Intermittent Fasting with Type 1 Diabetes If your first reaction to intermittent fasting with type 1 diabetes isOh my gosh, my blood sugar would be so low! I could never do that! then definitely keep reading. In this guide, I will cover everything you need to know about intermittent fasting with type 1 diabetes: Whats the point of intermittent fasting? There are 3 general reasons a person might want to pursue intermittent fasting. Weight-loss: This is the most obvious and most common reason to give it a try. Simplicity: Reducing the number of hours each day that you have to think about food, track food, make decisions around food, and cook food can be really freeing! Instead of frantically and unexpectedly skipping meals because of a hectic schedule, intermittent fasting allows you to properly and methodically skip eating during parts of the time. Energy: Once you get going, and youre no longer freaking out about, How hungry will I feel!?!this approach to eating can actually give you quite a boost of energy because your body will be burning fat for fuel instead of relying on sugar from your blood. Body fat is an endless source of energy. Before we get started: if your blood sugar Continue reading >>

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Popular Questions

  1. Diabetes 1

    I just wanted to let you know I have had type 1 diabetes for more than 30 years. When diagnosed at 20 years of age my weight was 47 kgs, over the years of constant intensive insulin therapy, 2 children and a good life my weight had increased to 70kgs. I had tried so many weight loss programs with no success, I just accepted that long term high insulin levels made it almost impossible to loose weight, I lead a very healthy lifestyle, exercised and ate very well. My Hb1 was usually about 7 so my physician was happy with my control and lifestyle, I just wanted to loose weight. My husband was addressing a liver issue when we saw your program and wanted to try the 5:2 diet so did I, against your recommendation. I began very carefully, having read your books and researching as much as possible then testing my BGL’s every hour and learning how my body responded we began. I have now been using the 5:2 for a year, I have lost 15kgs and kept it off, my Hb1 is currently 6.8 and my daily insulin use has decreased dramatically. On my fast days I use just long acting insulin until dinner when I have a bolus of short acting when I eat. This process has been so liberating for me knowing I can actually skip meals safely ( I have always been told ” you have to eat, don’t forget to eat …” I have better control of my diabetes, I am not constantly trying to add carbohydrates to meals but using my insulin more wisely. Perhaps some controlled research into fasting with diabetes may be in order, I know it has been fantastic for me but I am not recommending it for anyone else without medical support but thank you so much for the books they have been fantastic for us and yes my husband now has great LFT results, his doctor said he would live all patients to fix themselves!

  2. Purple Vegie Eater

    Hi D1
    Fantastic. You are reflecting very much the experience my husband had with Type 2. With careful monitoring and gradually reducing your insulin you can achieve great things with fasting as a diabetic. Spread the word. I have been! Continued good health to you. You deserve it after taking control yourself. Well done. PVE

  3. -> Continue reading
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My Experience With Intermittent Fasting For Type 1 Diabetes

In a nutshell, intermittent fasting means closing the window of time during which you eat. If you have breakfast at 7am and finish dinner at 7pm, you’d be eating during a 12 hour window and fasting for the other 12. Many of us don’t do that, though. Nighttime snacking is likely an epidemic and from what I hear/read, it is wise to give your body at least 12 hours of fasting time. Have you ever skipped a meal and felt lighter, recharged, and not hungry? I have often felt this way. I understand about a third of you will probably be about the opposite but such is my experience. Intermittent Fasting for Weight Loss I was interested in intermittent fasting years ago when I read what Tim Ferris had to say about it. He has access to exceptional people, is wildly curious, and respects science to as much as a degree as I can tell so I tend to consider what he has to say. I started trying it a year and a half ago in the hopes it would help me lose some stubborn weight. If I didn’t have type 1 I might have type 2 diabetes. In other words, I become resistant pretty easily and quickly to insulin. If I eat my disciplined way and exercise my basal insulin is about 11 units every 24 hours. If Continue reading >>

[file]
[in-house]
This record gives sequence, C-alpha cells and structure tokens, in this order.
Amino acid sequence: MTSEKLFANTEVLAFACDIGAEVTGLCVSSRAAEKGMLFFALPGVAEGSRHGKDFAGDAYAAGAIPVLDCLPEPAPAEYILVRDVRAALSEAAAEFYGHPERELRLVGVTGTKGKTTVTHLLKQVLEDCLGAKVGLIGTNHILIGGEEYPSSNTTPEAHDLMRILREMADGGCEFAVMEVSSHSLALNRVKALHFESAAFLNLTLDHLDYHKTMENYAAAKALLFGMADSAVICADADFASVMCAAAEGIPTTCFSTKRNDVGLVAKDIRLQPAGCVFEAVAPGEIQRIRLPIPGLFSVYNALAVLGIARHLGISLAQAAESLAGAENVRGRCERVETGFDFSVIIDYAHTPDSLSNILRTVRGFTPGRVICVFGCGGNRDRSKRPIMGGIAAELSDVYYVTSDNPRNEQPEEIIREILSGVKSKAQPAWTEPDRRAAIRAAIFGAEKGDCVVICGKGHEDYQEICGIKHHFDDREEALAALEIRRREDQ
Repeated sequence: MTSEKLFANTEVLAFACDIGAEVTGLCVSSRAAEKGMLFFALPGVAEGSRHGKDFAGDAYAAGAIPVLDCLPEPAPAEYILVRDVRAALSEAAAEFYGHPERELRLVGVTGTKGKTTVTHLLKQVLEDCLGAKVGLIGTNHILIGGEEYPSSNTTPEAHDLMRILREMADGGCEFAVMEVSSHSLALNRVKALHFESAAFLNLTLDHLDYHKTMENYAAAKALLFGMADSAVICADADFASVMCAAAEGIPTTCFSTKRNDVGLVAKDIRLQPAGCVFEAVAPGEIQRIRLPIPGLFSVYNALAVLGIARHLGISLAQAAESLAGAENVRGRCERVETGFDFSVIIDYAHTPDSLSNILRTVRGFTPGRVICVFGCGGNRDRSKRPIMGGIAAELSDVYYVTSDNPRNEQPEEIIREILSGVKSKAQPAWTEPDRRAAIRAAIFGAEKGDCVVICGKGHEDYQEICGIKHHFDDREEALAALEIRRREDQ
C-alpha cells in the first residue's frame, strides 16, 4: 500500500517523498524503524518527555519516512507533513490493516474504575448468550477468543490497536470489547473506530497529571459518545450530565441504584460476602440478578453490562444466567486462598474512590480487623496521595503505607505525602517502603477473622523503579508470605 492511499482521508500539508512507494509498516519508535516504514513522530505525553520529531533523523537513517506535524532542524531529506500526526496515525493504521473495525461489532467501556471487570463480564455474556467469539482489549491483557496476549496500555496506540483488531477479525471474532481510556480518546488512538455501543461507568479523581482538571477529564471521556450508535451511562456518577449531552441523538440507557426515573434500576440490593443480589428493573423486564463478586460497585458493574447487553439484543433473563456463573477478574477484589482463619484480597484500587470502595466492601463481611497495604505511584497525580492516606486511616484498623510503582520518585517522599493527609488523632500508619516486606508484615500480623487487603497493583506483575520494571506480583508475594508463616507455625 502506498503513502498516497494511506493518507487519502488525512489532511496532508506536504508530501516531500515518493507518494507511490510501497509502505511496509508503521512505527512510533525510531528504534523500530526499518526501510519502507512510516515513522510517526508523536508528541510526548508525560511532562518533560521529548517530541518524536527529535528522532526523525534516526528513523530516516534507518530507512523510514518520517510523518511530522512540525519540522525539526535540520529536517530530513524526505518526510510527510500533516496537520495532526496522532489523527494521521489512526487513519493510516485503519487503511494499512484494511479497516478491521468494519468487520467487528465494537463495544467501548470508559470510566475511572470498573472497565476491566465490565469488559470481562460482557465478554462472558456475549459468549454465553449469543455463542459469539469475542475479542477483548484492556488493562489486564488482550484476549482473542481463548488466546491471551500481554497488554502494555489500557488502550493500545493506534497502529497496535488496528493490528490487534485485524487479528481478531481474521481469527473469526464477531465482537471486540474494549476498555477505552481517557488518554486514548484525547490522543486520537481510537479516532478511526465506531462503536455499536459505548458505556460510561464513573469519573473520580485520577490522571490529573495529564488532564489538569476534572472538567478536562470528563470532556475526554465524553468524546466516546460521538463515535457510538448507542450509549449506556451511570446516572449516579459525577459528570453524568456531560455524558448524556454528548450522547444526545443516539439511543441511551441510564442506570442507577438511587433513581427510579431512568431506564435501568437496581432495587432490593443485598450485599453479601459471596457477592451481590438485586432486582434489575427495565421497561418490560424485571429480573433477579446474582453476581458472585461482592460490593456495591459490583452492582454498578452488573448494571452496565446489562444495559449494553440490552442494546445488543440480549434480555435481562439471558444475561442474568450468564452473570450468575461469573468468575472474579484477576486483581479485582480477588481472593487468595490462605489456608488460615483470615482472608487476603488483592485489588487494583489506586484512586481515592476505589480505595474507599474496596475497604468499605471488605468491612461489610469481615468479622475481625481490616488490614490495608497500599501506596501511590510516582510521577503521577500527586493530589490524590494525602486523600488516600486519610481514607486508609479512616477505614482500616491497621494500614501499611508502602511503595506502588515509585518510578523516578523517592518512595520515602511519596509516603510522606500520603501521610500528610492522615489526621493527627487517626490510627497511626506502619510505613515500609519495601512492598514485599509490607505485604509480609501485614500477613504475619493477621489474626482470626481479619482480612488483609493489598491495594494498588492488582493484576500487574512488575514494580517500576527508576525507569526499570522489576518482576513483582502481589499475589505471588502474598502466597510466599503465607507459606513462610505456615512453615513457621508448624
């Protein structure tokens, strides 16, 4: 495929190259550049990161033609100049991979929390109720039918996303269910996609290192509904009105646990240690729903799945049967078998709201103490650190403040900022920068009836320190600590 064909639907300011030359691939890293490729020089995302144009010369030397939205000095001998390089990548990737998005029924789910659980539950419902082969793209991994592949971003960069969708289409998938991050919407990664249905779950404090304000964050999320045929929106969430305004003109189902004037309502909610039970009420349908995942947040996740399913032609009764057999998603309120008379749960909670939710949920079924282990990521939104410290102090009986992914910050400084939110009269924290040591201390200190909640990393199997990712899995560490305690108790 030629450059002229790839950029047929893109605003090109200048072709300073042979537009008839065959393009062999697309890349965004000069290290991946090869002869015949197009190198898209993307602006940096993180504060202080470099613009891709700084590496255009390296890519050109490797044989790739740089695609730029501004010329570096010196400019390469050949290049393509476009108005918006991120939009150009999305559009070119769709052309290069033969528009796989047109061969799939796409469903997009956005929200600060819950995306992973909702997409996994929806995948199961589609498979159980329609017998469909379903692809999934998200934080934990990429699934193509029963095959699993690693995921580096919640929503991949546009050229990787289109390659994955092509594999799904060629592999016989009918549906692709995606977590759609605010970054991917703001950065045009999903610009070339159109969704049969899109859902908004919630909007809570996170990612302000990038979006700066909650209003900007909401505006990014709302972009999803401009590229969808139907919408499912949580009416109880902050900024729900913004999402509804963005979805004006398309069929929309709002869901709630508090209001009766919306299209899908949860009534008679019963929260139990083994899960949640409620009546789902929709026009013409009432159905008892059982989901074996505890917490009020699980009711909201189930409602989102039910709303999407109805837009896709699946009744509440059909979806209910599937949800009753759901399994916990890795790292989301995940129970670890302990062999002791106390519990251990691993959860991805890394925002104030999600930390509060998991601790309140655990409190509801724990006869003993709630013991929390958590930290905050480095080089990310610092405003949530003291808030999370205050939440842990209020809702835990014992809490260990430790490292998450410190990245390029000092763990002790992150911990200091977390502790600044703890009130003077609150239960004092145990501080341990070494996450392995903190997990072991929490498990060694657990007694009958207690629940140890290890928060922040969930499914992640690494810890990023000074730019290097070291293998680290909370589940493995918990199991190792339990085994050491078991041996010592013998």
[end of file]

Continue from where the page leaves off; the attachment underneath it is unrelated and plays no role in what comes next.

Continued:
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Popular Questions

  1. adamm

    So I have a few questions as a type 1 diabetic, and I've never been able to get an answer to either of them. If anyone could help me figure out the answers (or already has them and can share them so I don't need to figure them out) I'd be mighty obliged!
    1. As a type 1 diabetic, I inject insulin. Obviously I need to guess, prior to an injection how much I'm eating, of what, and how much I'm exercising. Like most diabetics who still have their feet, I'm pretty good at it. But nonetheless, occasionally I take a wee bit too much, get a bit sugar low and need to eat some glucose tablets, or I take a wee bit too little and get sugar high and need to take some quick acting insulin ot bring it down. This is all fine and dandy, as it works. My question is this. If I'm IFing, how much does needing to eat some sugar in the middle of it mess up the "results". How much does it effect the body's feeling of starvation mode, the cell protection stuff Mark has talked about, etc.
    2. Similar question. Can a diabetic enter ketosis? I mean, I'm on a very low carb diet anyway, but I've never had any of the symptoms of ketosis. I inject insulin (small amounts, because I'm very low carb) and need to keep my blood sugars in a fixed range (generally between 80 - 100). So my insulin dose + food + occasional sugar tablets is all played with to keep me in this happy range. Because of that, I'm not sure it is possible to enter Ketosis. Is it?
    Thanks for reading folks!
    --Me

  2. jakey

    hi *i am not a doctor* but here are my thoughts - IFing is great, but it's not the be all and end all of life. if you're blood sugar drops precipitously low as a T1 diabetic, that can literally be the end all of life. do not let your blood sugar get to low in an attempt to experience the benefits of IF. you can be extremely health primal, and best buds with grok with out IFing. safety first!!! but to answer the question, yes, you lose the benefits of a fast if you take in either glucose or protein.
    diabetics can definitely enter ketosis. i have no idea if it's a safe practice, and wouldn't dream of advising you to do so. you also don't need to be in ketosis for anything - health or weightloss.

  3. L8F

    For this I would find a Paleo doc or other type of practitioner. Even another Type I might have very different issues going on from you, so not all experiences would be equivalent or interchangeable with your situation. Just be careful, safety first...